Greater London prices breach £600,000 mark – LCP

The average property prices in Greater London have bypassed the £600,000 mark for the first time, according to LCP’s Land Registry analysis.

Greater London prices now stand at £600,076, a growth driven by record lows in mortgage rates and beneficial falls in basic rate Stamp Duty.

That’s a 14% increase over 2015 and 7.9% over last quarter. Volumes of sales were also up 3.9% compared with the end of last year, according to LCP.

Naomi Heaton, CEO of LCP, commented:

“Whilst making for somewhat staggering reading, the increase in sales is not actually surprising.

“Buyers, wanting to access the PCL market, rushed in during Q1 to beat the 3% Stamp Duty deadline which created an uncharacteristic surge.

“This one-off anomaly is likely to be steeply eroded next quarter.”

The data also reflected “an encouraging start” to the year for Prime Central London (PCL) property, with prices rising by 4.7% year on year and 2% versus the previous quarter to stand at £1,673,906 on average.

Transactions had also increased by 33% over one quarter.

LCP anticipates prices to soften as transactions plummet as an effect of the pre-referendum jitters and the global economic uncertainty but suggests the pre-Brexit market would still offer plenty of opportunity for investors.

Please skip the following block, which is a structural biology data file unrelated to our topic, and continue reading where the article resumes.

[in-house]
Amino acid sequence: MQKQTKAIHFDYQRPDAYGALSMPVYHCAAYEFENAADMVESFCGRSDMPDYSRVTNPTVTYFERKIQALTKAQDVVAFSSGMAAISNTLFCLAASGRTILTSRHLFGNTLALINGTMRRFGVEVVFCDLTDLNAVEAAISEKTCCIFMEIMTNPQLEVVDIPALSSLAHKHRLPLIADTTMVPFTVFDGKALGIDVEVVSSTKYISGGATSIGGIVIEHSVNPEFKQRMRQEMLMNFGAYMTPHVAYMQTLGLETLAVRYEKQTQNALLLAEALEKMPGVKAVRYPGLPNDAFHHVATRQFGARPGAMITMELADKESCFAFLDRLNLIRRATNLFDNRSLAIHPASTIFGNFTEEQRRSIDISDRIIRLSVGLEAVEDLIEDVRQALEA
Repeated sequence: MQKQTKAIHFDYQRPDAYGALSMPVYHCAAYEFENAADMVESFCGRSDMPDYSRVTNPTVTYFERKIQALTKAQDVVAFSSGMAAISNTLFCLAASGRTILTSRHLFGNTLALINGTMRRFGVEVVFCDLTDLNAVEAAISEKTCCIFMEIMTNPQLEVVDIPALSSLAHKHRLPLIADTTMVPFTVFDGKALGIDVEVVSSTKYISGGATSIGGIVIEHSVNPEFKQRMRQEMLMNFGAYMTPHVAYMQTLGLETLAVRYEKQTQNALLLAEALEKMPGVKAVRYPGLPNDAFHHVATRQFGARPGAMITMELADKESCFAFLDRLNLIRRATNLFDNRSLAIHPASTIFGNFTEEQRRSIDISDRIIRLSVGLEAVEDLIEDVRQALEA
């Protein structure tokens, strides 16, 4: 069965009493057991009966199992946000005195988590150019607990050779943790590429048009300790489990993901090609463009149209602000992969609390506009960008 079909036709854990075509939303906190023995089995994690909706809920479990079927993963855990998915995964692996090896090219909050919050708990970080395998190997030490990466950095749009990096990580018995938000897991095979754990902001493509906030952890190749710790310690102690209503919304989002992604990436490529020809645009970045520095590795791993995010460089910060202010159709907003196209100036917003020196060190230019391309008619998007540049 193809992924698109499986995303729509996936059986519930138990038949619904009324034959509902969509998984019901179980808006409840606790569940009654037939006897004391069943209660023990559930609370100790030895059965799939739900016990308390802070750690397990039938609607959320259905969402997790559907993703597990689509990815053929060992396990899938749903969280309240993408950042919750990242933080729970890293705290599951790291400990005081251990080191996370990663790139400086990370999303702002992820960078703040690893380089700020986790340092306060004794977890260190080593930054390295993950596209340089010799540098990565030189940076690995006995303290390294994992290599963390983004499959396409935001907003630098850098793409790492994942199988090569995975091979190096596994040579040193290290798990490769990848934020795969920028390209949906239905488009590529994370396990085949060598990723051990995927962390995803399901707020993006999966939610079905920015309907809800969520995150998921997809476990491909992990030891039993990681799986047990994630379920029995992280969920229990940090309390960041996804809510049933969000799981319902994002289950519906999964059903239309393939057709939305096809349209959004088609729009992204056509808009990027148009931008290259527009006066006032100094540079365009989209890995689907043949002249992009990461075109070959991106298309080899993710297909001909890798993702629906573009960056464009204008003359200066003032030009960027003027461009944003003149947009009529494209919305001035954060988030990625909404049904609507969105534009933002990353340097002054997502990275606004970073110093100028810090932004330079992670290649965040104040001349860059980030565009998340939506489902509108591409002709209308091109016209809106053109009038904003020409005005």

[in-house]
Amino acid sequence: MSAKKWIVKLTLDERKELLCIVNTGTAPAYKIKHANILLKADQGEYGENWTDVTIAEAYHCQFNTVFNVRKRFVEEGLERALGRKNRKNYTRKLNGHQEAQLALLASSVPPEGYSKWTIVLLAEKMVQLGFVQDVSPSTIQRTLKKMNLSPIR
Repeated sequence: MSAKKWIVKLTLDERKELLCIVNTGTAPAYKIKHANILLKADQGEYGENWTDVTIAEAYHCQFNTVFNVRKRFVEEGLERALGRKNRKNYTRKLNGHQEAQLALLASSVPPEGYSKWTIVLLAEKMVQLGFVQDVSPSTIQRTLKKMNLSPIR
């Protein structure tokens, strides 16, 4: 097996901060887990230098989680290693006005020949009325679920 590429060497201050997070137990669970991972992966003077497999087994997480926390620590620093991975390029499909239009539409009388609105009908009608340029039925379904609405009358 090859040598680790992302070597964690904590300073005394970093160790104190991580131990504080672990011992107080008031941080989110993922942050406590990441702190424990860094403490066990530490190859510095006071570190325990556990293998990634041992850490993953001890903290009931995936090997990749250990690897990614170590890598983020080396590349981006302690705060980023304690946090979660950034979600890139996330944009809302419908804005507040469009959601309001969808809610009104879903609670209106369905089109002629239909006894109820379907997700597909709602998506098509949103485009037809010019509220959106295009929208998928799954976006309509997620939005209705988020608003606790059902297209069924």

Ms Heaton continued:

“Central London slows down in the face of investor uncertainty; all the evidence*, however, suggests that the market rallies quickly thereafter.

“To capitalise on the current conditions, purchases should be focused on the sub-£1m sector of the PCL market. This has been far less affected by recent tax changes and future price growth is expected to be robust.”

Across England and Wales (excluding Greater London), prices have fallen 0.87% over the preceding quarter, with average prices now standing at £235,844.

Sales volumes had also fallen 4.5% versus the previous quarter.

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* For example after 911, during the Iraq war and in the face of a weak stock market in the early 2000s. But the market recovered quickly, particularly at the lower price points. In 2010, prices bounced back post credit crunch by 22.7%, following a fall of 16.3% the previous year.